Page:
GHIKA Evryali Medusa 1948 [R/V/A] - x +

CN: GhiH1948evry

MT: mixed media assemblage: bones and plaster on wooden base (60x25x13)

TX: inscribed with brush at lower part of base <STHENNO / for Kimon / Ghika / Poros / 48>

PR: Mr. Kimon Friar - 1993

IL: Megakles Rogakos 2006, p.16-17

CM: Ghika explains: "Gorgon whetted my appetite, so I picked up a mule's skull, bleached by long immersion in sea-water, and made it into a spectral image of Evryali, Gorgon's sister, for whom Kimon had a similar affection. Then I made Sthenno, the third sister, out of pieces of scrap iron which I nailed onto the trunk of an eucalyptus-tree, but she was dismantled by later occupants of the house." [Ghika 1984]. Though the sculpture bears the inscription "Sthenno / for Kimon / Ghika / Poros / 48" the name may be a mistake not by the artist (it is inscribed with marker unlike the rest of the text, which the artist painted with brush on the plaster). It is clearly mentioned as 'Evryali' in the correspondence between Friar and Ghika. This piece of work stands out as an exceptional example of mixed-media art. Its materials are a skull and other bones joined with plaster resting upright on a round wooden base. The skull of a quadruped is represented in Ghika's painting Animals of 1936, which is a celebration as much of life as of death. It is a fact that in his Athens studio Ghika displayed skulls and bones of animals hanging on the walls and resting on the furniture. Ghika's collection of bones is reminiscent of Moore's fascination with such found objects since the early 1930s (as drawings of his reveal), and especially the famous skull of an elephant, which Lady Huxley gave Moore in 1968, from which he made a suite of etchings. Another artist who is known to have made art using found bones covered with plaster is Germain Richier, whose Chess Board of 1959 is typical. Interestingly, in the present instance, Ghika fixes the mule's skull upright; its muzzle embedded on a foundation of plaster. What is more, Ghika privileged not the skull's typical aspect of the forehead, but its rear. Thus yet another face is formed; its row of teeth suggestive of a peculiarly smiling mouth, its spinal-hole of the nose, and its cheekbones of the empty eye-sockets. With slight additions of bones and plaster Ghika managed to make a total transformation of the found material; he attached a fork-like bone on top of the skull as a crest becoming a semi-deity, and extended the sides of the skull upwards to meet a horizontal bone forming what may well be taken to be Evryali's diadem. Again one can appreciate here Ghika's original take on myth and limitless creative vision. Ghika wrote a poetic text about this sculpture, of which the following is the capitulation: "Such riches [on Evryali] so that the sum of Croessus' treasures may seem to be poverty." [Dr. Iliopoulou-Rogan 1980, p.15]. It is worth quoting from Friar's letter to Ghika, dated October 13, 1964: "I have placed Evryali on a low bookcase against the window, and she becomes more enchanting every day as I catch her in silhouette." [courtesy of Ghika Gallery, Athens].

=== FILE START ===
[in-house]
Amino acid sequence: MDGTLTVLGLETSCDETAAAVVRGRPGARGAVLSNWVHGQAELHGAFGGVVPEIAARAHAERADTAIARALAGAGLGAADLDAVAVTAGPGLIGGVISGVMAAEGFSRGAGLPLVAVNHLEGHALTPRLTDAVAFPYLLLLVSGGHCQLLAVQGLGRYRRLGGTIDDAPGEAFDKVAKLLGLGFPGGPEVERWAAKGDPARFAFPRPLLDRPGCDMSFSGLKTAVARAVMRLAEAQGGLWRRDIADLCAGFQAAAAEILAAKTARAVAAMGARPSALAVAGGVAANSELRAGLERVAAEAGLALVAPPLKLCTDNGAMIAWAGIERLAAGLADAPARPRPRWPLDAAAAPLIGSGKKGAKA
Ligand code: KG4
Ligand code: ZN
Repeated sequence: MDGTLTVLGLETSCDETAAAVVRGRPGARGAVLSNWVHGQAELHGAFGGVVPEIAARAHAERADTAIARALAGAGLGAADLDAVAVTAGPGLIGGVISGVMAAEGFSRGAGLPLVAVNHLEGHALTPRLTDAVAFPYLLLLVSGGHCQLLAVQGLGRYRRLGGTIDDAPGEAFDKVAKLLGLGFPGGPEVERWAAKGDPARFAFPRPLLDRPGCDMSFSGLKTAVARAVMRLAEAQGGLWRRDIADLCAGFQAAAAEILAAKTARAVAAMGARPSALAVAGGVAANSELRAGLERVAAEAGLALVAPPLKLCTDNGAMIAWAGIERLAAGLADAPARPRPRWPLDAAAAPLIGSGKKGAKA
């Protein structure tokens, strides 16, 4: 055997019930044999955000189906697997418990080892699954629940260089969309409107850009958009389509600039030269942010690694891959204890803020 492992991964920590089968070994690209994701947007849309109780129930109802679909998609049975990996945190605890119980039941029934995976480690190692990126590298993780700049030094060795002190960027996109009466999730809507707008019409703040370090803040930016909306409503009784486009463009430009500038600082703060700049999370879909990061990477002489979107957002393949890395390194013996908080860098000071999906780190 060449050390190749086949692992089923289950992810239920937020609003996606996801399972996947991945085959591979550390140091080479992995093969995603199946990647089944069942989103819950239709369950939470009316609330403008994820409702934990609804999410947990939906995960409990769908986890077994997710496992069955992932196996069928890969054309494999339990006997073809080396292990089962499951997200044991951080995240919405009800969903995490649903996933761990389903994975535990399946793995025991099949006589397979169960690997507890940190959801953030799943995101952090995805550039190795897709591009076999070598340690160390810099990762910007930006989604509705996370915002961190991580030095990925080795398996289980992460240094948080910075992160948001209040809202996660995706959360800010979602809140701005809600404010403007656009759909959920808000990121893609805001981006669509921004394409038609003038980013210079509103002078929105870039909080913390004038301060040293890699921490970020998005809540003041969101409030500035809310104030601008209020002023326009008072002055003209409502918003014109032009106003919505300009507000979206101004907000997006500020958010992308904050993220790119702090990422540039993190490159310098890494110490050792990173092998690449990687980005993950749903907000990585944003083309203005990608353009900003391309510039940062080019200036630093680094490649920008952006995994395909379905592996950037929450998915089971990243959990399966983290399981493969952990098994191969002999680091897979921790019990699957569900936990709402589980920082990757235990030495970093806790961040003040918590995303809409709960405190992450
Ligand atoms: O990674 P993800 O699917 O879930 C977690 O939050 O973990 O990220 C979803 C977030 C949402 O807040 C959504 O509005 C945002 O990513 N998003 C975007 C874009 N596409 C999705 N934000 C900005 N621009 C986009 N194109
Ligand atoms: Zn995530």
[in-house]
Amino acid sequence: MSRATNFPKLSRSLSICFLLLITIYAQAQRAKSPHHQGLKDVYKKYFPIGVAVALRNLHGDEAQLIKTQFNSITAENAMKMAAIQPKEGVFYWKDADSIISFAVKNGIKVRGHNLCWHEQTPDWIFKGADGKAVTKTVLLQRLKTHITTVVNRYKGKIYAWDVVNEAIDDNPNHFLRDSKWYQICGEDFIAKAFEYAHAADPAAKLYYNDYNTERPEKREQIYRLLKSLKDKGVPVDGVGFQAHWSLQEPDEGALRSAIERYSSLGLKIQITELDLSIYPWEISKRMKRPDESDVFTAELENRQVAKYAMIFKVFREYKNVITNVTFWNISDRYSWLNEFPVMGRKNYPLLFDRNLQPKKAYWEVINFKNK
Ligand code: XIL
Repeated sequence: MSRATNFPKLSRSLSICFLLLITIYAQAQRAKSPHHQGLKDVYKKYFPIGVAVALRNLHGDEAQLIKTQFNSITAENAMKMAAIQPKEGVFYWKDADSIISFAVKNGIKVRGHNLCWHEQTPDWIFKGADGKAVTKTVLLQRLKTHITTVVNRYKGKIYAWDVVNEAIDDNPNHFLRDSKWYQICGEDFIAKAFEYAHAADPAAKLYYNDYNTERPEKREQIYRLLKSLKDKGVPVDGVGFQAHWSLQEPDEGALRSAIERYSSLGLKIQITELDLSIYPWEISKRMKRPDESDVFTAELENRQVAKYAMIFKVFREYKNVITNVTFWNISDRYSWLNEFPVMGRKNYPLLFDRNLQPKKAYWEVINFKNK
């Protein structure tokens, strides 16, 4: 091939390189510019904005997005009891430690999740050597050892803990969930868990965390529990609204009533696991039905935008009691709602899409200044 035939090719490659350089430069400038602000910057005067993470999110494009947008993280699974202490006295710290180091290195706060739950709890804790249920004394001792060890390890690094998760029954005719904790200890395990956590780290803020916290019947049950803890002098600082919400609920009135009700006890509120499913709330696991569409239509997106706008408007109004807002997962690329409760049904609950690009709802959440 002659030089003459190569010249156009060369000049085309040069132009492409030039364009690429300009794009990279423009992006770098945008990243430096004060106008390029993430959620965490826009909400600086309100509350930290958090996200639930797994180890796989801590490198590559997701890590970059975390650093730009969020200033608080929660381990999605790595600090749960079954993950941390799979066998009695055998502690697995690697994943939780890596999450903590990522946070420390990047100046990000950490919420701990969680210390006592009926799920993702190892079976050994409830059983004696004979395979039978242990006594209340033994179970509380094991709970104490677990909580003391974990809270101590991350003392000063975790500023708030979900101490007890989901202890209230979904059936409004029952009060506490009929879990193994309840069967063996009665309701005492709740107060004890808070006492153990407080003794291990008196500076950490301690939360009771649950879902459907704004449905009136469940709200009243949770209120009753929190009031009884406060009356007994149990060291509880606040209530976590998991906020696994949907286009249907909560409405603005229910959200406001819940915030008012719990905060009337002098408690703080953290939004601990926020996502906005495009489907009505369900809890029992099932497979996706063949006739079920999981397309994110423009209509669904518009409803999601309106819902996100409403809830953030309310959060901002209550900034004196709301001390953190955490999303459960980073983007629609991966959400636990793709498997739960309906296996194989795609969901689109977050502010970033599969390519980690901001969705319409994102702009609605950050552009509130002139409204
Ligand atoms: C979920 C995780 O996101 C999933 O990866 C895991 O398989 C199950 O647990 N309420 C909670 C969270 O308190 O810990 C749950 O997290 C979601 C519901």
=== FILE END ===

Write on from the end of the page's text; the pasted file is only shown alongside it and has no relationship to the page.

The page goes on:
[Megakles 12/2004]

ROGAKOS, MEGAKLES Reincarnated Painting: Sculpture by Ghika 2006 The American College of Greece - ACG Art, Athens [English / Greek insert]